Above: The garden beds curve and swoop to create privacy and separate spaces within the pea gravel patio.

“All the beds were existing; we have just added pots and a few new plants to the existing beds. The color scheme and planting were very simple and we have added a few new varieties such as lavenderroses, and delphiniums,” Dealtry says. She cuts foliage and flowers from the garden to paint, she adds: “I love to cut branches from the garden since we have so many trees. Also, the hostas are abundant and add a great sculptural structure to other more whimsical flowers.”

A summer living room, set for lounging. The outdoor furniture was all in place when the couple moved in.
Above: A summer living room, set for lounging. The outdoor furniture was all in place when the couple moved in.

Hedge Path

Adjacent to the patio, bordering the driveway, two rows of hornbeam hedges—one tall, one short—create a passage of sorts, leading into the expansive gravel garden.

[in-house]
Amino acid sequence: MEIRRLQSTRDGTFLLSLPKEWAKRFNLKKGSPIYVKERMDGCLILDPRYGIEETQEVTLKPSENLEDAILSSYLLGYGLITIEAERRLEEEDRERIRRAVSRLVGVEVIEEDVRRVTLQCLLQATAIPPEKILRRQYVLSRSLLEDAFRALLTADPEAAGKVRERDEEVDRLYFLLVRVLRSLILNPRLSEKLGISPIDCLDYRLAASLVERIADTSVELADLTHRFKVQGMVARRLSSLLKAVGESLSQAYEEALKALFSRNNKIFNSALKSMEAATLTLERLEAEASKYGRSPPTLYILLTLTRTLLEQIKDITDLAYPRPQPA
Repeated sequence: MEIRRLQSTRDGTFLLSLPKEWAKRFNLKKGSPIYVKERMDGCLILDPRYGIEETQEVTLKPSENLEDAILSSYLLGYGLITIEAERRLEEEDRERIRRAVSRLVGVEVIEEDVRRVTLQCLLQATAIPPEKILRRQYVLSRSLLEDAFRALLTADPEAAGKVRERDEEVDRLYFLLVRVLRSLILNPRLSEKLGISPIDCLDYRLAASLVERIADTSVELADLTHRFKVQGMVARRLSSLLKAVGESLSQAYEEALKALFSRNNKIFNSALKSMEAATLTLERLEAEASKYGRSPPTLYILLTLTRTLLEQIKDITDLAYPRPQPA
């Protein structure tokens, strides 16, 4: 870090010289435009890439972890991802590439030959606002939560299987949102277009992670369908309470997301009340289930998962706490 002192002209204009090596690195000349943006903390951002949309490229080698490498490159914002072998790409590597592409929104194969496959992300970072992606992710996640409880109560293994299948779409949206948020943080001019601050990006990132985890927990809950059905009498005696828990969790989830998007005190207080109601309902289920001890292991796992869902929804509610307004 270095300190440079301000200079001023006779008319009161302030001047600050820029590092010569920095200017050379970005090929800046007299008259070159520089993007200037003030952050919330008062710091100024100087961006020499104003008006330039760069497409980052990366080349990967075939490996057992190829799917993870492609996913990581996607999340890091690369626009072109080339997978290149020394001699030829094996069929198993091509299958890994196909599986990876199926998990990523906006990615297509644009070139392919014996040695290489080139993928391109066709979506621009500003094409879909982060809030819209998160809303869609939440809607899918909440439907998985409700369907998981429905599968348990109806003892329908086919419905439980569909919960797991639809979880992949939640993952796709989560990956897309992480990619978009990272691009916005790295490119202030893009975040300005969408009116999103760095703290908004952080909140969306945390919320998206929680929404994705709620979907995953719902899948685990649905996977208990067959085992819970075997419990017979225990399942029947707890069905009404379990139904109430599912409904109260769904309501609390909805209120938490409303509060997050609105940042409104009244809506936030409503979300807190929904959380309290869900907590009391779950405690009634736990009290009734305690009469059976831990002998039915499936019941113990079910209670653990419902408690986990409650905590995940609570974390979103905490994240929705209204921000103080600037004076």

Above: Adjacent to the patio, bordering the driveway, two rows of hornbeam hedges—one tall, one short—create a passage of sorts, leading into the expansive gravel garden.
Turning and walking between the hedges, it feels as though you’re entering another room, Secret Garden style.
Above: Turning and walking between the hedges, it feels as though you’re entering another room, Secret Garden style.

Gravel Courtyard

Beyond the hedges lies the garden’s piece de resistance: a long, formal gravel garden, centered by a screened outbuilding (for long, warm-weather dinners) and a shallow reflecting pool.
Above: Beyond the hedges lies the garden’s piece de resistance: a long, formal gravel garden, centered by a screened outbuilding (for long, warm-weather dinners) and a shallow reflecting pool.
Despite its formal elements, the garden has a relaxed, languid feel to it, as though one could lounge all day eating strawberries in one of the vintage-style armchairs.